MPs are giving up a portion of their bonuses to donate EGP 20 mn, according to Ahram Gate.

South Korea has allocated USD 200k in emergency aid to Egypt to help it tackle the virus, South Korean Ambassador to Egypt Yoon Yeocheol said, according to Al Masry Al Youm.


China reported no covid-19 deaths on Tuesday for the first time since the start of the pandemic, along with a fall in new cases of the virus, Reuters reports. This marks the first time since late January that Wuhan, previously the epicenter of the virus, has seen no new deaths. The city will allow residents to leave the city today for the first time since going into lockdown in January.

Several emerging market central banks could start tapping FX reserves to protect their currencies as investors continue to buy USD to hedge against covid-19, says Bloomberg Quint, quoting expectations from head of Asia research at Australia & New Zealand Banking Group Khoon Goh.

Covid-19 is only adding to Lebanon’s FX crisis where banks have limited withdrawals in USD, stopped dispensing foreign currencies, and forced customers to accept LBP instead of USD at an official exchange rate that is almost half of the “market rate,” according to Bloomberg.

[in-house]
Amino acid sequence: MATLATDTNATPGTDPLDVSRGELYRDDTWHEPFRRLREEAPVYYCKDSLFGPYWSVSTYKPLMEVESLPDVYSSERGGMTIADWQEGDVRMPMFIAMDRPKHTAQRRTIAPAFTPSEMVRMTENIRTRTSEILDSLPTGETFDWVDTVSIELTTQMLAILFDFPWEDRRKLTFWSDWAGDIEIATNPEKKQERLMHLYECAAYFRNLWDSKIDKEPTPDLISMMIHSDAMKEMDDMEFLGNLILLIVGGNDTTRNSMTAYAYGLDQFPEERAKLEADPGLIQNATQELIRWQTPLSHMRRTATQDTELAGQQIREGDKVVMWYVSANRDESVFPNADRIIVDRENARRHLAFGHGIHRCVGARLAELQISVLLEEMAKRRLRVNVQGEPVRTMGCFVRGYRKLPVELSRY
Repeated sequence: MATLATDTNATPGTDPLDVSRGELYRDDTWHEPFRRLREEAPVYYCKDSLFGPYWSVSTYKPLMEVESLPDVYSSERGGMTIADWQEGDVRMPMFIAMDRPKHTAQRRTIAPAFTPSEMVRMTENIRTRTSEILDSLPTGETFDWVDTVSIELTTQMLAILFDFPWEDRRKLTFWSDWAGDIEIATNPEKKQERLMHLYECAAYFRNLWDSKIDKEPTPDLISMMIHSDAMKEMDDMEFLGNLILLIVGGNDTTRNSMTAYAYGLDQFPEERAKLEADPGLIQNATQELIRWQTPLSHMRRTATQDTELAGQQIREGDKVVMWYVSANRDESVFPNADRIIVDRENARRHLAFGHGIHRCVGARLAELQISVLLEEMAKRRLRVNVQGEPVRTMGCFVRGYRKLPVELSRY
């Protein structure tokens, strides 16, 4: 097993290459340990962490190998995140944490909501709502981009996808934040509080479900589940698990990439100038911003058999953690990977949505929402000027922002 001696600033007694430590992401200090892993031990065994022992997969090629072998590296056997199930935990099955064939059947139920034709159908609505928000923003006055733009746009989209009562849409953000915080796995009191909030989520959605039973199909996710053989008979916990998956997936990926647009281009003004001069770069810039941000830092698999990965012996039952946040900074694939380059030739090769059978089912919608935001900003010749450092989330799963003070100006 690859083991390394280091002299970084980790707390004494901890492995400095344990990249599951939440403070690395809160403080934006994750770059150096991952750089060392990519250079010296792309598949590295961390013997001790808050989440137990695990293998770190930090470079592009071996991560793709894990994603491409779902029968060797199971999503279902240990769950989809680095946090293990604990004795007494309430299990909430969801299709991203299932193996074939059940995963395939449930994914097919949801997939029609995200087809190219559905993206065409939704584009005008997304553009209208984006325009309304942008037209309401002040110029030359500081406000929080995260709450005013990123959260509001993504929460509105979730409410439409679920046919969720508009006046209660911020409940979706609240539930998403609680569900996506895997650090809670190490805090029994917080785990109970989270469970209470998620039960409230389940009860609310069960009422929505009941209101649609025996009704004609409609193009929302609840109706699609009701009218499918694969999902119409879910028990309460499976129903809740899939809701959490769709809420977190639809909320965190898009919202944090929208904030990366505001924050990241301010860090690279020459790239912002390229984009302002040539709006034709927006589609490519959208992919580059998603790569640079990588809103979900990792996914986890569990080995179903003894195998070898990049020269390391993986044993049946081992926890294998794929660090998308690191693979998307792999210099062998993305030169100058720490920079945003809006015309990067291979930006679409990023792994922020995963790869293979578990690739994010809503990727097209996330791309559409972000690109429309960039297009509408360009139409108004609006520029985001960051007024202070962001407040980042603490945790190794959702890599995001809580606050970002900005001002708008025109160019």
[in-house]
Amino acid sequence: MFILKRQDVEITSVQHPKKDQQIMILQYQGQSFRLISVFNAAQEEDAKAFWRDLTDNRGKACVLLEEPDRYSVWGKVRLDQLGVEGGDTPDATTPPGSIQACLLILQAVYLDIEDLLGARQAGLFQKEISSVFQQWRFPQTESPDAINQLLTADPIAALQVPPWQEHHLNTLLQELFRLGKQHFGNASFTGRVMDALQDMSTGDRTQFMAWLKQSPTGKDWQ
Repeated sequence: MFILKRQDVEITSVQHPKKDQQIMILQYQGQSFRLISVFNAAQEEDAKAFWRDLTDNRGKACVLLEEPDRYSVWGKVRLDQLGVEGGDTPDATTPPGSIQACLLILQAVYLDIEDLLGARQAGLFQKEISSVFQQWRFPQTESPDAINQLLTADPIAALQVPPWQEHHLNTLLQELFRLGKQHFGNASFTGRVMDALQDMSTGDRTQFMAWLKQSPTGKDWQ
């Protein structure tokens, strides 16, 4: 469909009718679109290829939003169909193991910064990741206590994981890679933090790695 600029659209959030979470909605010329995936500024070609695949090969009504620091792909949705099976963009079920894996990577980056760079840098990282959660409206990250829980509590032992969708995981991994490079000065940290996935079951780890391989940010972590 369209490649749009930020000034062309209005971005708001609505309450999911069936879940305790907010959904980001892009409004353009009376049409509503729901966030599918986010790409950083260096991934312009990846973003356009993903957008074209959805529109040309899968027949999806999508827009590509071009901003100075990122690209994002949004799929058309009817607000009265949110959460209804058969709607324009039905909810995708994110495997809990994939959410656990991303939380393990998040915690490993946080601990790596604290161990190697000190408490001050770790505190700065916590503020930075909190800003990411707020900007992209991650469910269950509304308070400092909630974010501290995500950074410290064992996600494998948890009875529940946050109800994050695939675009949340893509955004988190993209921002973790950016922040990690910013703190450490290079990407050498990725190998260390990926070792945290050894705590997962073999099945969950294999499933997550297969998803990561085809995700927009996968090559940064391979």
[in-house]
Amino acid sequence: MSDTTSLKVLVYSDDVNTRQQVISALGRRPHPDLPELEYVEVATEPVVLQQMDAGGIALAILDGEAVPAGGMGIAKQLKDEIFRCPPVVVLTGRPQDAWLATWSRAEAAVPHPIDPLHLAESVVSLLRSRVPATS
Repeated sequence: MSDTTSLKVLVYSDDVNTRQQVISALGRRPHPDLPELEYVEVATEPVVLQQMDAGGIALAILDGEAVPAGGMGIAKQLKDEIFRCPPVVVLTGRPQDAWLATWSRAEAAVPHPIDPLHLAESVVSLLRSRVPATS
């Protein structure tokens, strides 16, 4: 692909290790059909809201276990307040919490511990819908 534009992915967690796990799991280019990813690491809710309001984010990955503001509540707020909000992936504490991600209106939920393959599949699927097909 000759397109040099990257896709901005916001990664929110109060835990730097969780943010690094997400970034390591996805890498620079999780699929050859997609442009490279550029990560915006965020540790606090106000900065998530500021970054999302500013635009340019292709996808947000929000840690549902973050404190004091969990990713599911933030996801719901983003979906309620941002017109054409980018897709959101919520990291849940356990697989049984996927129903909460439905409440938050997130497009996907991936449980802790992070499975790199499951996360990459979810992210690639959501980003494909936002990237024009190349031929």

March saw USD 90 bn of corporate bonds downgraded to junk, including “fallen angels” Ford, Occidental Petroleum, and American department store chain Macy’s, the Financial Times reports. Bank of America strategist Hans Mikkelsen says the rapid downgrades are “shocking,” seeing as they usually take months rather than a few short weeks.

…but the continued ability of troubled companies to raise equity and debt marks a big difference between this the “covid recession” and the last financial crisis, CNBC screamer Jim Cramer noted yesterday. “This time the companies that really need money can actually get it. This time there’s no financial crisis, at least not yet,” the Mad Money host said. “Even genuinely troubled companies can raise capital here, a good sign for the economy, at least for now.”


Using coronabonds to fund stimulus programs is gaining traction: The White House could soon issue covid-19 treasury bonds to raise funds to help the country fight the pandemic, White House economic adviser Larry Kudlow said, according to Reuters. The US is not alone — at least nine eurozone countries have been mulling the idea and the African Development Bank has already issued USD 3 bn-worth of three-year coronabonds.

Dubai is considering bond issuances and loans to help shore up its economy: The emirate is in early talks with banks to issue its first eurobond since 2016 and acquire multi-bn USD loans for its troubled flag carrier, according to Bloomberg who cite a source familiar with the matter.

Enterprise+: Last Night’s Talk Shows

Business and economics were the topic du jour (albeit with covid-19 undertones) on the airwaves for the first time in as long as we can remember. Finance Minister Mohamed Maait phoned in to several talk shows to discuss President Abdel Fattah El Sisi’s decree earlier this week to extend tax payment deadlines and support key industries.